Shoulder pain

Causes and Treatment

Shoulder Pain

The shoulder joint is made up of bones held in place by muscles, tendons, and ligaments. Tendons are tough cords of tissue that hold the shoulder muscles to bones. They help the muscles move the shoulder. Ligaments hold the three shoulder bones to each other and help make the shoulder joint stable.

Many shoulder problems are caused by the breakdown of soft tissues in the shoulder region. Using the shoulder too much can cause the soft tissue to break down faster as people get older.

Shoulder pain may be felt in one small spot, in a larger area, or down the arm. Pain that travels along nerves to the shoulder can be caused by diseases such as:

  1. Gallbladder disease.
  2. Liver disease.
  3. Heart disease
  4. Disease of the spine in the neck

The most common shoulder problems are:

  1. Dislocation
  2. Separation
  3. Rotator cuff disease
  4. Rotator cuff tear
  5. Frozen shoulder
  6. Fracture
  7. Arthritis

The symptoms and treatment of shoulder problems vary, depending on the type of problem

Where dislocation, separation and fracture only occur with an accident or fall/injury. The rotator cuff tear, arthritis and frozen shoulder can commonly occur with overuse of the shoulders in a repetitive manner and muscular imbalance. This means if the shoulder has been used to do the same kind of activities for a long time. Usually, this type of pain can be related to postural stress and strain on the neck and upper back musculature. This increases the pain each time the shoulder is being used.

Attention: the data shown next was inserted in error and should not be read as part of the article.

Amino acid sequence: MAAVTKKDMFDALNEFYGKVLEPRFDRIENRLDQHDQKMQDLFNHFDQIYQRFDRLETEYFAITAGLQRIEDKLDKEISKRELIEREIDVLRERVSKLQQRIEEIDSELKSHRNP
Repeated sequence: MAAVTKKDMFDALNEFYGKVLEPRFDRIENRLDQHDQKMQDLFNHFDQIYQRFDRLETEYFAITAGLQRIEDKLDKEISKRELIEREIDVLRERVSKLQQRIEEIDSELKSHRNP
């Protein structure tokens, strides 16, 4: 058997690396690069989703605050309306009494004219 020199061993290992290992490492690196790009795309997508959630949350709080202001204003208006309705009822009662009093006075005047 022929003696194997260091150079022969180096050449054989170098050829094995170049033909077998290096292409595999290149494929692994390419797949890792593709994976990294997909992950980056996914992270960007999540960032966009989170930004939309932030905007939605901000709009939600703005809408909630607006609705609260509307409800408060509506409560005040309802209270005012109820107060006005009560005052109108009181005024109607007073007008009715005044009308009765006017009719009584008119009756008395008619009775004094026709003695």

Physical therapy or massage therapy can help in treating this type of pain resulting from overuse of the shoulder. Once the pain is reduced, correcting the muscle imbalance with the use of stretching and strengthening exercises helps to improve the shoulder movement to normal.

If you have any shoulder pain or discomfort, we can help. We provide free consultation to explain and answer your questions regarding your pain. Please Call 905 607 9952 to book appointment or walk in for further information.

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